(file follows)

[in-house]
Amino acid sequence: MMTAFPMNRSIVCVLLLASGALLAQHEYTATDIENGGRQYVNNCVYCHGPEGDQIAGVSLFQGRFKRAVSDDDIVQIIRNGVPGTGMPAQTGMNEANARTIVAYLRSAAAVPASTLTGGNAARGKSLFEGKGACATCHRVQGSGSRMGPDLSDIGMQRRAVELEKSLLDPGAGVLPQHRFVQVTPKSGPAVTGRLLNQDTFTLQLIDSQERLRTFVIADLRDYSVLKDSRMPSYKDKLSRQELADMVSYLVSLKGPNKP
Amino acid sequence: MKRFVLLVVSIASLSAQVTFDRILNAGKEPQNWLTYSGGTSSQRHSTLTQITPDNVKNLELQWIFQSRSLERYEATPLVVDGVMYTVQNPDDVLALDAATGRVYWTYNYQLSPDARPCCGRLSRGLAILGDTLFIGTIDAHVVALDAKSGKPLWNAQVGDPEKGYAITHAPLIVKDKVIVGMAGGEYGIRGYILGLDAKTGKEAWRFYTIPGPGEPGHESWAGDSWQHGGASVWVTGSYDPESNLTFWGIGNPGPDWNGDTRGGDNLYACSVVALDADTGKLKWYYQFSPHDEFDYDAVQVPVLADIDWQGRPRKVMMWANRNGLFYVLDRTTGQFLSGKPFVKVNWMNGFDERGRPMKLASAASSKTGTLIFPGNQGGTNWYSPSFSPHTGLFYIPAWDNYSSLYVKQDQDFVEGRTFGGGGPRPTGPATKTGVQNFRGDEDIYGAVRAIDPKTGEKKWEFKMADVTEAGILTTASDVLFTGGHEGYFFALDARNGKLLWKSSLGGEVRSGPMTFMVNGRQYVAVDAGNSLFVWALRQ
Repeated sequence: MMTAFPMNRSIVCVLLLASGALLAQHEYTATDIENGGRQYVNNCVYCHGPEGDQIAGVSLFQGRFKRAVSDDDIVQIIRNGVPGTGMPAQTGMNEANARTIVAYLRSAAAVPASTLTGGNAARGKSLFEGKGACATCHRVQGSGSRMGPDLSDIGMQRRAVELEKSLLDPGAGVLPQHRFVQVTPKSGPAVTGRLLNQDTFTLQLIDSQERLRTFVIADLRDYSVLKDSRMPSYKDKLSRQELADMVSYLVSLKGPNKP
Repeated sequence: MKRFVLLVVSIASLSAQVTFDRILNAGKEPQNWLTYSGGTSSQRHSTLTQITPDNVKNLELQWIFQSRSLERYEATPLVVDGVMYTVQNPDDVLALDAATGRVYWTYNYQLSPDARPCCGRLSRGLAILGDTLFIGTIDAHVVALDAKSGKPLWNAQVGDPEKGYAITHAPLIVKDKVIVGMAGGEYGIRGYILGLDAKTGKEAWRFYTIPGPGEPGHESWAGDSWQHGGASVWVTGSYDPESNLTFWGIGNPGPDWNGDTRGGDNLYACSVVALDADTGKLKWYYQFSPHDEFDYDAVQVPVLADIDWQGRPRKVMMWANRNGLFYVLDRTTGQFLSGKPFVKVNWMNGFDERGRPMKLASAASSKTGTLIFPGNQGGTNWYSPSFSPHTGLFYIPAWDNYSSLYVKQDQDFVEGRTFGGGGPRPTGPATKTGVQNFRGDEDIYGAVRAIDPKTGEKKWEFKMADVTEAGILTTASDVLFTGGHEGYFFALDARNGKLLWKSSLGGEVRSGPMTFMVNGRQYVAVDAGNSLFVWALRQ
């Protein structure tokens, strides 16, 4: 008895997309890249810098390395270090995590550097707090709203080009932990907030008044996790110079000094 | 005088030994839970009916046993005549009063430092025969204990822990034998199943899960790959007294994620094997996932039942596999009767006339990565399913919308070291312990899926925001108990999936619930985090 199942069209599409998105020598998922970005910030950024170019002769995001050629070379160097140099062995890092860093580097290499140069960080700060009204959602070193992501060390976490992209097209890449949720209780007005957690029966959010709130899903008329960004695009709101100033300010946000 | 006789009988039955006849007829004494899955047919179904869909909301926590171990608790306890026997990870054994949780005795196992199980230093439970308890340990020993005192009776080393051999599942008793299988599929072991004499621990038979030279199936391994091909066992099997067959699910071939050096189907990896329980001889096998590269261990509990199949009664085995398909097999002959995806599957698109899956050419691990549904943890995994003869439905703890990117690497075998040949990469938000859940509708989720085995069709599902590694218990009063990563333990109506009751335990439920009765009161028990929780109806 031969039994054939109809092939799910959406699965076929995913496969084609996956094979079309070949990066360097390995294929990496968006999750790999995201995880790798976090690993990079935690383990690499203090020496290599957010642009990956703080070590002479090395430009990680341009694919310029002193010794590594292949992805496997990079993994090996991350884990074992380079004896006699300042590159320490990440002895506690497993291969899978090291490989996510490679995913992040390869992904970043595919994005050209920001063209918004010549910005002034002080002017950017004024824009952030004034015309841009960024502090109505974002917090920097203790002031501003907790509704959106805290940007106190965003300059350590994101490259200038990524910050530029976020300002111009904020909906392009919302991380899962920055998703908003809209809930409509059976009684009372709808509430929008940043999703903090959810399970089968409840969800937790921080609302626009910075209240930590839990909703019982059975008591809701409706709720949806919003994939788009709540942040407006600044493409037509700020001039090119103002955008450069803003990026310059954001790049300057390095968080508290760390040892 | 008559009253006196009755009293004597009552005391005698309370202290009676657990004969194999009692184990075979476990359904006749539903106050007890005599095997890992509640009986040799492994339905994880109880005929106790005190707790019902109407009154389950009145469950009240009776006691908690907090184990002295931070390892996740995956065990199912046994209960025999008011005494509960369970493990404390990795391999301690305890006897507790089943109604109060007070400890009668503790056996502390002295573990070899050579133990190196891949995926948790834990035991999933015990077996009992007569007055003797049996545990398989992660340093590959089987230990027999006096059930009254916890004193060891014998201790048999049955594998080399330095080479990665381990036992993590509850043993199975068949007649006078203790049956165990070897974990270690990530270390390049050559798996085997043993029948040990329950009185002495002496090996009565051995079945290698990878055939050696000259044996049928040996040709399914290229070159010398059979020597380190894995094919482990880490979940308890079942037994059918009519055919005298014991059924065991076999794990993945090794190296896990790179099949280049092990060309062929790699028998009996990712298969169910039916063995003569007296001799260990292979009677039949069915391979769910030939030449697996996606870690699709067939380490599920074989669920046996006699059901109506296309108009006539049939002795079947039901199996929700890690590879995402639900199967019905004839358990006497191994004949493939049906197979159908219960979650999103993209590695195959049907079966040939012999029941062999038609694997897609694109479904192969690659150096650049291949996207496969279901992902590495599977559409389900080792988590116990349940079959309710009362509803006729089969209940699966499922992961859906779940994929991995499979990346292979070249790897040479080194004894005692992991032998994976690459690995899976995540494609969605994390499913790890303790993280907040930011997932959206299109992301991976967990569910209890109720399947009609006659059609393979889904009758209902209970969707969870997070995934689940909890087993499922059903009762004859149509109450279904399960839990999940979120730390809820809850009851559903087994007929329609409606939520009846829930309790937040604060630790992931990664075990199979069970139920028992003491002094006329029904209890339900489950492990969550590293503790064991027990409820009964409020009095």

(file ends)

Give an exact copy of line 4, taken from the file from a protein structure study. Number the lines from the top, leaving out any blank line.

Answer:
Repeated sequence: MMTAFPMNRSIVCVLLLASGALLAQHEYTATDIENGGRQYVNNCVYCHGPEGDQIAGVSLFQGRFKRAVSDDDIVQIIRNGVPGTGMPAQTGMNEANARTIVAYLRSAAAVPASTLTGGNAARGKSLFEGKGACATCHRVQGSGSRMGPDLSDIGMQRRAVELEKSLLDPGAGVLPQHRFVQVTPKSGPAVTGRLLNQDTFTLQLIDSQERLRTFVIADLRDYSVLKDSRMPSYKDKLSRQELADMVSYLVSLKGPNKP